I’ve been helping a couple of people change out gold light fixtures, and we are opting for the rubbed bronze. But if they have brushed nickel, then we do not replace them.

  14. I changed out all my door and cabinet hardware back in 2007. The brushed nickel is a vast improvement over the brass in my opinion. The only problem was I had to change out the chandeliers and the ceiling lights too, not to mentioned the fireplace covers!

    Another nice touch if you’ve got some extra dough is to change out the electrical outlets, floor registers, bathroom fan covers, and recessed-light rings. I did it for mine and it helped make the house feel a lot newer and cleaner.

  15. Good advice, Q-Diddy,

    I’m getting pretty good at targeting some reasonably priced lighting fixtures for pre-market change outs. Working on two now for a condo and a townhome. Usually the owner comes shopping with me. My general rule is if I can use it again and again, like art and accessories, I pay. If it stays with the property when sold, like light fixtures, they pay. So we shop together with two different carts.

    When the permanent stuff is good and I only need accessories, I shop alone. It goes a lot faster.

    Off to get one of those big fake antique clocks and some makings for floral arrangements. One problem with longer days on market is I’m running out of “stuff” with my inventory all sitting in properties not sold.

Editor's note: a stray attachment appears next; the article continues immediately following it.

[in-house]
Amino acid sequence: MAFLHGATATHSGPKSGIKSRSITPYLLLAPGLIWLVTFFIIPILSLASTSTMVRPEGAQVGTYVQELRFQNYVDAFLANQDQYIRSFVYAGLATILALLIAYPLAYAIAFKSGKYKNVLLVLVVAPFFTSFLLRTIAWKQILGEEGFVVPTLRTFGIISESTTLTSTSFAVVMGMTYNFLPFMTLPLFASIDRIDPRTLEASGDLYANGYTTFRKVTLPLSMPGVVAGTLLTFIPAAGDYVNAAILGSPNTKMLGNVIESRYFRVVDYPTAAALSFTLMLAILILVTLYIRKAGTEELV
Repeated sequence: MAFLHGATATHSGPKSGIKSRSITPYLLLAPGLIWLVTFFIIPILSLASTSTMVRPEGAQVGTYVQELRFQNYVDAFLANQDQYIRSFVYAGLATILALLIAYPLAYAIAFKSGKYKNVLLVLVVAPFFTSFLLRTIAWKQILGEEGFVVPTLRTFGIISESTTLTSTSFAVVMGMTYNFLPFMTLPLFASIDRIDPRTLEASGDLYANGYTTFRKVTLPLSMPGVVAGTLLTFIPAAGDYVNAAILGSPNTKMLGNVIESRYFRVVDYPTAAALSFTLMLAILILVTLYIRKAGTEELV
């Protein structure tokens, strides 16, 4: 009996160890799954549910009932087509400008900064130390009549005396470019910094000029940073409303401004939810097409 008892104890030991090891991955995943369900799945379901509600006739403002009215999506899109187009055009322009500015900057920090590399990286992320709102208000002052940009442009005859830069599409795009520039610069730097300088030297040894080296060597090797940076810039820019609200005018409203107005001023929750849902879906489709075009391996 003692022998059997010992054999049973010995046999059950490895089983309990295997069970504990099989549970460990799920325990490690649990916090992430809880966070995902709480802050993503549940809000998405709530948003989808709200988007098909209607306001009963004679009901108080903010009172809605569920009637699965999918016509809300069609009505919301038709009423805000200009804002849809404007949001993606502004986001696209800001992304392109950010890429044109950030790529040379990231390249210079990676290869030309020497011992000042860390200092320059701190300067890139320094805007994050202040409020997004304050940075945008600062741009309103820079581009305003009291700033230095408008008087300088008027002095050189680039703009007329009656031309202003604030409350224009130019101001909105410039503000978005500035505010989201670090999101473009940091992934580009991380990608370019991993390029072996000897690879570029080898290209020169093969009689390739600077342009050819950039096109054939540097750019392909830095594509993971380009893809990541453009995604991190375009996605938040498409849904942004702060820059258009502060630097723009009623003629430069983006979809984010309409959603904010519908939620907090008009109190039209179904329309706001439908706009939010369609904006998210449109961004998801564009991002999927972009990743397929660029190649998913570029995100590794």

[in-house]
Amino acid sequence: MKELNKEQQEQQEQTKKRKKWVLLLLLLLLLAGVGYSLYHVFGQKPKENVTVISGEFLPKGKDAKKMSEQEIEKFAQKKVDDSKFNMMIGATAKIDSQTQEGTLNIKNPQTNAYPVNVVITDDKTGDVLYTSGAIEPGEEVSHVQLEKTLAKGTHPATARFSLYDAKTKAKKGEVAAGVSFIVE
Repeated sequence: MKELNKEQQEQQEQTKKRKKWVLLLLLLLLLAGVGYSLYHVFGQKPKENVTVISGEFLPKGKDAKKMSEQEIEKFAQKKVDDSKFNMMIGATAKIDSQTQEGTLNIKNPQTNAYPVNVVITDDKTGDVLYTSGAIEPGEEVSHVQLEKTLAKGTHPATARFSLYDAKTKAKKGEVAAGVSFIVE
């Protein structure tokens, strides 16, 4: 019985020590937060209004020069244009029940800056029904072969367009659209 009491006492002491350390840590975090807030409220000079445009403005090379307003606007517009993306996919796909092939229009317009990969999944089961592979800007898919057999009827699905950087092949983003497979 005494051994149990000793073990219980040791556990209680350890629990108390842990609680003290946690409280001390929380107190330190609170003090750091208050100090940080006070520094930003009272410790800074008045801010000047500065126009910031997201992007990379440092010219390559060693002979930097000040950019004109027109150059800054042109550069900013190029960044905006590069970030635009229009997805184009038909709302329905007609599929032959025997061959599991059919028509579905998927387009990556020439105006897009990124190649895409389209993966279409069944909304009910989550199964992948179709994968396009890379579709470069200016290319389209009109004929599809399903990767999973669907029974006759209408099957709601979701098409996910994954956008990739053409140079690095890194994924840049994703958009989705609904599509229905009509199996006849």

16. Do you have a recommendation for granite (Stonemark) versus Sile Stone for outdoor use? We’re putting in an outdoor patio bar, and we really liked the Sile Stone, but have been told that granite holds up better.

  17. emp,

    I do not, and have not been able to find any readily available information on the topic. I would recommend added protections of the surfaces, whether it is granite or silestone/quartz)), if being used outdoors. I would even consider an off season cover that protects loosely from the elements and is not so tight that it creates a worse condition.

    I’m reminded of the days when we never left the office without covering the typewriter 🙂

    I have no personal experience and have not seen many used outdoors. I would be more inclined to use slate or concrete or tile or any surface that has more of a history regarding outdoor usage.

    Perhaps the installer has advices, I’m sure he does. What I would want to see if one that was installed five or more years ago outdoors and examine the condition. Not sure that’s feasible.